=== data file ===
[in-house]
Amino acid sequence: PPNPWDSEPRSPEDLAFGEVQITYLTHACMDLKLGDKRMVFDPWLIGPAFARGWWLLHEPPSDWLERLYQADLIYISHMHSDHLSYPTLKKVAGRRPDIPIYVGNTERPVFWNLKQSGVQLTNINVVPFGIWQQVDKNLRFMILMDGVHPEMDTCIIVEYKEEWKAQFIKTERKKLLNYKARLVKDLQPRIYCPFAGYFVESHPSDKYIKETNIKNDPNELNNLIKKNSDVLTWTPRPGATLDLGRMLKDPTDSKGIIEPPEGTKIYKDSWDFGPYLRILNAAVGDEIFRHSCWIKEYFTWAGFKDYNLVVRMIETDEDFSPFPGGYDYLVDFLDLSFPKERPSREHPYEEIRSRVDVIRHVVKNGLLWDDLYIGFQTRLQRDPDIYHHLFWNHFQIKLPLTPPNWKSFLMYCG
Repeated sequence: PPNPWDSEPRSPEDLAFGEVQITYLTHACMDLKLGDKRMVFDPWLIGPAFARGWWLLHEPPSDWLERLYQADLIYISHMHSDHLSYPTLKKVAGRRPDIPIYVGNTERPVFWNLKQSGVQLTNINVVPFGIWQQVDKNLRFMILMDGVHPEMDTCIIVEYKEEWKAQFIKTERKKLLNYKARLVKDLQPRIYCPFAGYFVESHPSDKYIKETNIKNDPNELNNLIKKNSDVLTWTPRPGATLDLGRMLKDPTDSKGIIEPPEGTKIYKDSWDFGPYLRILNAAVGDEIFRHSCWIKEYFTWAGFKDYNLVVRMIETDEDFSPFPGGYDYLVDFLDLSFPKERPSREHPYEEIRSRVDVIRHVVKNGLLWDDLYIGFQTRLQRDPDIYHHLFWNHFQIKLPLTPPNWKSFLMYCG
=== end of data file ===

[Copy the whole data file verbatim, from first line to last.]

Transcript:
[in-house]
Amino acid sequence: PPNPWDSEPRSPEDLAFGEVQITYLTHACMDLKLGDKRMVFDPWLIGPAFARGWWLLHEPPSDWLERLYQADLIYISHMHSDHLSYPTLKKVAGRRPDIPIYVGNTERPVFWNLKQSGVQLTNINVVPFGIWQQVDKNLRFMILMDGVHPEMDTCIIVEYKEEWKAQFIKTERKKLLNYKARLVKDLQPRIYCPFAGYFVESHPSDKYIKETNIKNDPNELNNLIKKNSDVLTWTPRPGATLDLGRMLKDPTDSKGIIEPPEGTKIYKDSWDFGPYLRILNAAVGDEIFRHSCWIKEYFTWAGFKDYNLVVRMIETDEDFSPFPGGYDYLVDFLDLSFPKERPSREHPYEEIRSRVDVIRHVVKNGLLWDDLYIGFQTRLQRDPDIYHHLFWNHFQIKLPLTPPNWKSFLMYCG
Repeated sequence: PPNPWDSEPRSPEDLAFGEVQITYLTHACMDLKLGDKRMVFDPWLIGPAFARGWWLLHEPPSDWLERLYQADLIYISHMHSDHLSYPTLKKVAGRRPDIPIYVGNTERPVFWNLKQSGVQLTNINVVPFGIWQQVDKNLRFMILMDGVHPEMDTCIIVEYKEEWKAQFIKTERKKLLNYKARLVKDLQPRIYCPFAGYFVESHPSDKYIKETNIKNDPNELNNLIKKNSDVLTWTPRPGATLDLGRMLKDPTDSKGIIEPPEGTKIYKDSWDFGPYLRILNAAVGDEIFRHSCWIKEYFTWAGFKDYNLVVRMIETDEDFSPFPGGYDYLVDFLDLSFPKERPSREHPYEEIRSRVDVIRHVVKNGLLWDDLYIGFQTRLQRDPDIYHHLFWNHFQIKLPLTPPNWKSFLMYCG